November 24th 2020

Artificial Intelligence in Business - Artificial Intelligence as Business

MCI Livetalk with Anastassia Lauterbach, Entrepreneur, Multi Board Member, Expert in Artificial Intelligence and Cybersecurity, London & Germany


Anastassia Lauterbach in dialogue with MCI-Rector Andreas Altmann. Foto:MCI
Anastassia Lauterbach in dialogue with MCI-Rector Andreas Altmann. Foto:MCI

A native Russian, Lauterbach came to Europe as an economic migrant with degrees in linguistics, Slavic studies and psychology, as well as speaking six languages. Lauterbach explains that she never took a strategic approach to her career, but was strongly influenced by people she worked with, including Apple founder Steve Jobs. Working interdisciplinary, meaning across departments, was also one of the best opportunities she had and took advantage of. In this context, Lauterbach emphasizes: "Education in schools and university is different from lifelong learning. Students are currently receiving an education, but lifelong learning needs to be is their own business".

Artificial intelligence in industry - opportunities and risks

Thus Lauterbach took a detour to her research focus on artificial intelligence (AI). She emphasizes that artificial intelligence is nothing else but fundamental research in mathematics from the 30s and 40s, which is now used in applied research.

Artificial intelligence can be found in pretty much every occupation. Companies use artificial intelligence for forecasting, optimizing processes or building robots to compensate for the prevailing lack of skilled workers. Interesting examples for the corporate world can be found in medical institutions, for example. In Japan, for example, people are already being cared for by robots. In the Silicon Valley, people even went so far as to disguise these robots as teddy bears. These developments offer opportunities for the overburdened healthcare system - but these should be taken with a grain of salt.

Because artificial intelligence also holds many risks. As an example, Lauterbach mentions that in California, machines are designed to make legal verdicts. Therefore, it can happen that a person is found guilty just because he or she lives in a district where there is a high crime rate.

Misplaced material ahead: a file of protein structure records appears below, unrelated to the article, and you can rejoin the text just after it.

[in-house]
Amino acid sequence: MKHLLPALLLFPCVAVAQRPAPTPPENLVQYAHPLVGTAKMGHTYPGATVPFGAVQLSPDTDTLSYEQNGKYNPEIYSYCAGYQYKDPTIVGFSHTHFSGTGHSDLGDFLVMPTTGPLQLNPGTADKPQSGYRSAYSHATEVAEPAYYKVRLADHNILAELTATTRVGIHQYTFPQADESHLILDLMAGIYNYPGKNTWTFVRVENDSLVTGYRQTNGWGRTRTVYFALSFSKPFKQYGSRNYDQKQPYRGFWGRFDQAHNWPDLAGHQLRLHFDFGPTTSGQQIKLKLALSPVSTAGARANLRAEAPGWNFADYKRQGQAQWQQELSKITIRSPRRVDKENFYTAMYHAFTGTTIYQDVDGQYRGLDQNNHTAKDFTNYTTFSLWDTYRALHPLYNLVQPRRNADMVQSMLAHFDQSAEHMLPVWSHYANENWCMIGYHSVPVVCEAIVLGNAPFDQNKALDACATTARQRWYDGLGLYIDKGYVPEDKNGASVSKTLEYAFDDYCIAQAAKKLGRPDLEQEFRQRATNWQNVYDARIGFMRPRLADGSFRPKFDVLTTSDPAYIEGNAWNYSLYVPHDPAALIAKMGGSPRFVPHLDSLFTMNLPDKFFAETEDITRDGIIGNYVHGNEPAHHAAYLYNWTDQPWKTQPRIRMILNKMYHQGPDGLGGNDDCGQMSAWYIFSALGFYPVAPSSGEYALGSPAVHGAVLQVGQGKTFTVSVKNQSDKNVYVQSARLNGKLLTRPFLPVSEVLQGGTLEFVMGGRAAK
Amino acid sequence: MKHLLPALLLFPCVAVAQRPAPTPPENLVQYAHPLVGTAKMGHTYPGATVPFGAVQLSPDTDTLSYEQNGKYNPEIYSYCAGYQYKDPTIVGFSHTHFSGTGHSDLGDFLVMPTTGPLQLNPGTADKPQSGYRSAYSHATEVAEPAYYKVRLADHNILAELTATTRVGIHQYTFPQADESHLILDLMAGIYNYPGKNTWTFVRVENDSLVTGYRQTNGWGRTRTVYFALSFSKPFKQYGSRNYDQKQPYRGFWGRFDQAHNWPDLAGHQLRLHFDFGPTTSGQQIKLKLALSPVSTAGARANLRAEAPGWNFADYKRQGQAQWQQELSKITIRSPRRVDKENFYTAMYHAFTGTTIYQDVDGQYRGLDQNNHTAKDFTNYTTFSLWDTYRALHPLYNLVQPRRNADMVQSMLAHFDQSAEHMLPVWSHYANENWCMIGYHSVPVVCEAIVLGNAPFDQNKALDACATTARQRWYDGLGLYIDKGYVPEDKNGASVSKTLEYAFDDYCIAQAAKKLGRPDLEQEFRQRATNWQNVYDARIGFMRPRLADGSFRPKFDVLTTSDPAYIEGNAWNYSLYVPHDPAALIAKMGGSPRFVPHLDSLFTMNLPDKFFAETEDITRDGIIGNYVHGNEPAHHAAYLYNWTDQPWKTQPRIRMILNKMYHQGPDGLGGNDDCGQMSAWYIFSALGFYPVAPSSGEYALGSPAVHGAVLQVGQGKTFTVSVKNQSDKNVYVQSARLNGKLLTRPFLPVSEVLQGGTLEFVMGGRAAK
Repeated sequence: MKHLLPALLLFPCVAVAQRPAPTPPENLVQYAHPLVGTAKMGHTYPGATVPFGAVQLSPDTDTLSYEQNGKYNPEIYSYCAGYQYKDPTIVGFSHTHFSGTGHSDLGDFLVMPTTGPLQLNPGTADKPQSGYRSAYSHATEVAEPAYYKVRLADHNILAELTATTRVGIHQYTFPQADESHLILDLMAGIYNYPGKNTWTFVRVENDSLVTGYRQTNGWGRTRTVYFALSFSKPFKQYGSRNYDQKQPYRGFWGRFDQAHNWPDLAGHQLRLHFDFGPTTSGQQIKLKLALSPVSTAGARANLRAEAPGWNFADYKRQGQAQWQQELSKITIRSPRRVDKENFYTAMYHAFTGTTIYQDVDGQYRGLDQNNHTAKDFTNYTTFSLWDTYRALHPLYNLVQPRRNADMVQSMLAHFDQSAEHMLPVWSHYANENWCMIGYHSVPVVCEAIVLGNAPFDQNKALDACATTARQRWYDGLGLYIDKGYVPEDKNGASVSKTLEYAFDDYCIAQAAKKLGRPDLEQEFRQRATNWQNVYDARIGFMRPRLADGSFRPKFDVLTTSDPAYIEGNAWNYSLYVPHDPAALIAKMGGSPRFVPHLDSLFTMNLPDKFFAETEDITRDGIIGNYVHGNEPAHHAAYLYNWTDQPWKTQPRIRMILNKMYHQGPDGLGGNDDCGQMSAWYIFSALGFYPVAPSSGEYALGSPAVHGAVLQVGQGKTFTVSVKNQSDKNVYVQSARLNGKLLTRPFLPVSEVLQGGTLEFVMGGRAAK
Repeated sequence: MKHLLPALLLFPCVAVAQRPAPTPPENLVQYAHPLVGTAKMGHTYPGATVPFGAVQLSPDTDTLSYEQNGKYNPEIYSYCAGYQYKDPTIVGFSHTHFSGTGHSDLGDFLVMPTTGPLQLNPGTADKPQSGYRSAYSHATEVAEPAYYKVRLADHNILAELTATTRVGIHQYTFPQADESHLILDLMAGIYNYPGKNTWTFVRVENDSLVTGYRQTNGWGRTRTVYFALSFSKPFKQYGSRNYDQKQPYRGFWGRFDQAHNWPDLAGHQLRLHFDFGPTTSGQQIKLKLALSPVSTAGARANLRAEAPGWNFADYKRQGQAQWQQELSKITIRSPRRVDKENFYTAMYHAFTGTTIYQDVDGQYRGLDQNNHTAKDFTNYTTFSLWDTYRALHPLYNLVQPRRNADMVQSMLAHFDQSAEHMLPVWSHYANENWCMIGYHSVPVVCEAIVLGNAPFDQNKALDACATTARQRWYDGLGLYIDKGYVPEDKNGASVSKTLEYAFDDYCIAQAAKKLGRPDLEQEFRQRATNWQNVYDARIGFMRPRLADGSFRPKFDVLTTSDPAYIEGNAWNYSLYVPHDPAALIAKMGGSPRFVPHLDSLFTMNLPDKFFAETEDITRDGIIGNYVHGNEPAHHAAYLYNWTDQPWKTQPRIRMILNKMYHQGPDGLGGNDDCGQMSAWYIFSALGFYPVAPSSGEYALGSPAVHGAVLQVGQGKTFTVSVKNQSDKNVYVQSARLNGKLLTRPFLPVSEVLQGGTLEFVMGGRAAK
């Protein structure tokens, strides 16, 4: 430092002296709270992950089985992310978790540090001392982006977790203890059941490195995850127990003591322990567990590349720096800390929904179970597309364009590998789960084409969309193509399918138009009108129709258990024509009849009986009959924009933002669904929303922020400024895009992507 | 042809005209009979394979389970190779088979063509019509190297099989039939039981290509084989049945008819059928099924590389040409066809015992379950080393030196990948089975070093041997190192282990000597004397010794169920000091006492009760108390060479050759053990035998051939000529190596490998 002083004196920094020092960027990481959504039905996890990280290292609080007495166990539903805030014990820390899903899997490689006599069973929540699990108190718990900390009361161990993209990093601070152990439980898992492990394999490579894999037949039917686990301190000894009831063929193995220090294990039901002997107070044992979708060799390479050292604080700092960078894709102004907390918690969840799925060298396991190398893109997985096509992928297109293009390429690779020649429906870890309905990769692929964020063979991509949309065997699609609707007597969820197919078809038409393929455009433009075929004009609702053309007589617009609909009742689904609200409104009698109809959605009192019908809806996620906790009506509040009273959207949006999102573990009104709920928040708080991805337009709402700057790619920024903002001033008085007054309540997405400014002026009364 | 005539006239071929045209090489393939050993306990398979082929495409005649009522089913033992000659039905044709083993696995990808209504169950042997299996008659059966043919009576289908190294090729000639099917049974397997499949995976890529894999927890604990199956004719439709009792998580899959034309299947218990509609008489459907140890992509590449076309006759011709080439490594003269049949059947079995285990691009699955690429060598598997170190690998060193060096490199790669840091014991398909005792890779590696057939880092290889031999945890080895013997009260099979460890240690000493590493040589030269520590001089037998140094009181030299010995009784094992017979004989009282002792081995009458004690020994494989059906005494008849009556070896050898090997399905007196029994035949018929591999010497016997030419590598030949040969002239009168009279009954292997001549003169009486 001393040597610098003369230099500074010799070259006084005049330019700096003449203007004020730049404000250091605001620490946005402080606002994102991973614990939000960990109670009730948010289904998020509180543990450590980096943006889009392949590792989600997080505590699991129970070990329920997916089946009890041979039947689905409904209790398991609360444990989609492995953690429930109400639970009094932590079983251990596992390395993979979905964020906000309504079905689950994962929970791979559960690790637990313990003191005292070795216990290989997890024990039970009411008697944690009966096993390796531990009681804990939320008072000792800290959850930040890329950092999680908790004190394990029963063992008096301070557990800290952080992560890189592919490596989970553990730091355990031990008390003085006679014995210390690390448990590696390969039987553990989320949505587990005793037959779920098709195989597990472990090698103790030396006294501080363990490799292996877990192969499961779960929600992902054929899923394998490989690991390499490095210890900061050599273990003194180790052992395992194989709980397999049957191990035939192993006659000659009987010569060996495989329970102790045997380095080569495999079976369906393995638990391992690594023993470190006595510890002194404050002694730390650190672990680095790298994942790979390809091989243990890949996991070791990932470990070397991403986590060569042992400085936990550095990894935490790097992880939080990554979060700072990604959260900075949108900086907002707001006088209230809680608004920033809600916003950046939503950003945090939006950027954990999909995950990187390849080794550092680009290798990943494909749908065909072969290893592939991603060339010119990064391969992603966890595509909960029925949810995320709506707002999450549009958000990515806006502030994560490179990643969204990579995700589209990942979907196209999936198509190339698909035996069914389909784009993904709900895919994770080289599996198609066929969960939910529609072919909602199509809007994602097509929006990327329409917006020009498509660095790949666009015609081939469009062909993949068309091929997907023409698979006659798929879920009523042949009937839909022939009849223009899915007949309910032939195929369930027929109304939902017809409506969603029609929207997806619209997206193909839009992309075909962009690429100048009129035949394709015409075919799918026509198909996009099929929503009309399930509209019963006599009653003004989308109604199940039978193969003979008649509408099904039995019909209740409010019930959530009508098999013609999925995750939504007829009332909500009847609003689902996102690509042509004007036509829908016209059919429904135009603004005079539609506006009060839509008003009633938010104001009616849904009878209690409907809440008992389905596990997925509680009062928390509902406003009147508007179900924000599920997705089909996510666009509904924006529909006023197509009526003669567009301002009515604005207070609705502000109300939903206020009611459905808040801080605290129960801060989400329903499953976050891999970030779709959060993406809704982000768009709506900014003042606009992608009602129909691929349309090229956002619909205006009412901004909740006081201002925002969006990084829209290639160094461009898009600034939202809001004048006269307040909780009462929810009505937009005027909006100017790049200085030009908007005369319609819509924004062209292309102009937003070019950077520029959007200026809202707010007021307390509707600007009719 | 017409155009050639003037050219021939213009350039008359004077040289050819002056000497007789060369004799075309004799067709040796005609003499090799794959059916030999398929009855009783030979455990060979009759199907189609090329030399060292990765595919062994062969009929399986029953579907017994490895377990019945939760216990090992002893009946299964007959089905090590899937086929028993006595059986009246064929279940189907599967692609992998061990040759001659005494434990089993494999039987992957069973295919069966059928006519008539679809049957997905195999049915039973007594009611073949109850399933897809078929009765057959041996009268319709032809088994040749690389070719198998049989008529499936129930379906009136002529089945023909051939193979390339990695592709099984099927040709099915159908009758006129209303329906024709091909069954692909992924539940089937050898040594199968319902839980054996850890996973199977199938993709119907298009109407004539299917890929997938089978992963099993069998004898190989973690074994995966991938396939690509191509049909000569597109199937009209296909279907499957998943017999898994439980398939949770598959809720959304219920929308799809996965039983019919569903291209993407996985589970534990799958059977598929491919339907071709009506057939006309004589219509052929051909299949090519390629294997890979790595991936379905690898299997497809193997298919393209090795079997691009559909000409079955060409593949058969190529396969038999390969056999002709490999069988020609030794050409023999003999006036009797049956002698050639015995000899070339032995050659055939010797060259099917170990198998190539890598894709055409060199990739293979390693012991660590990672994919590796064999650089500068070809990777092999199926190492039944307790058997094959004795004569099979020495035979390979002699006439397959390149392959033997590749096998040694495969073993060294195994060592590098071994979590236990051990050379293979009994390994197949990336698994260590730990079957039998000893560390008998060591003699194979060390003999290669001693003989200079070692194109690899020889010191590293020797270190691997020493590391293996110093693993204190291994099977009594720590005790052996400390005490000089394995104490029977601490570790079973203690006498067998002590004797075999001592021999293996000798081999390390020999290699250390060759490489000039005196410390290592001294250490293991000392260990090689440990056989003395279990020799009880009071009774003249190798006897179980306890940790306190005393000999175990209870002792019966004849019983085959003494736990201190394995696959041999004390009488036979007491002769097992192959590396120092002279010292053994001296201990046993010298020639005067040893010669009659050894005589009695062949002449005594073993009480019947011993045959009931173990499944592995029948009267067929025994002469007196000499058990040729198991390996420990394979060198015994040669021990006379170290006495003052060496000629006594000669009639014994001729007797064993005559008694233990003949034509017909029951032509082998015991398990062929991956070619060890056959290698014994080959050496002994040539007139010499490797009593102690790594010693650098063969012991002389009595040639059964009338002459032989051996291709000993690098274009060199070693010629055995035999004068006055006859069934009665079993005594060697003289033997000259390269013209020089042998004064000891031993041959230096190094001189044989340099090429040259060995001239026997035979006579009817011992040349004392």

Lauterbach is also critical of the creation of international data generation. For example, the health care system in China is emerging as the market leader, generating vast amounts of data that are still missing in Europe. But can this data from China also be used in Europe? Or are there too many differences in genetics, environmental influences, etc.?

Here it quickly becomes clear that ethics play a major role in the application of AI. However, finding a global solution turns out to be difficult, because much of what is considered ethically correct in Europe has no meaning in Asia and vice versa. Therefore, ethics cannot work without a temporal and geographical reference.

"Technology without human intelligence is impossible"

Lauterbach emphasizes this again and again. The system is too error-prone. Because in the end, AI is just mathematics. Human intelligence is missing in AI, especially in the interpretation of data. In this context, Lauterbach quotes Picasso: "Computers are absolutely stupid, because they only give answers". In support of this statement, Lauterbach tells an anecdote: she took a picture of four seagulls in a parking lot. Coincidentally, the seagulls were sitting on the lines of the parking lots. Lauterbach entered this picture into a computer and asked about the probability of where the fifth seagull, which was currently approaching the lot, would land. The computer calculated an exact answer. But the fact is that we cannot know where the seagull will land. So it becomes clear that AI needs human intelligence to interpret the results.

Europe and artificial intelligence

The so-called 'big players' of AI like Amazon, Google or WeChat are currently located in the USA and China. But how is Europe positioning itself? Lauterbach recommends not copying the big players like Amazon and Google, but concentrating on current gaps that still exist in the market. For example, she sees scope for making data volumes available to SMEs. After all, smaller companies often feel left out and do not know how they can keep up with the competition today. Lauterbach recommends entrepreneurs to think in a networked way. What do you want to achieve by using artificial intelligence and data? What problems do you want to solve? Europe could offer creative solutions here, as long as we think ahead.

Lauterbach sees a further area of action for the EU in bringing technology and data literacy more into schools. Nowadays, every entrepreneur can read a financial report, but reading an open source report, people quickly turn desperate. Here, the EU could chime in.

Mag. Bettina Stichauner | Head Alumni Center Alumni & Friends
Mag. Bettina Stichauner Head Alumni Center +43 512 2070 - 1700
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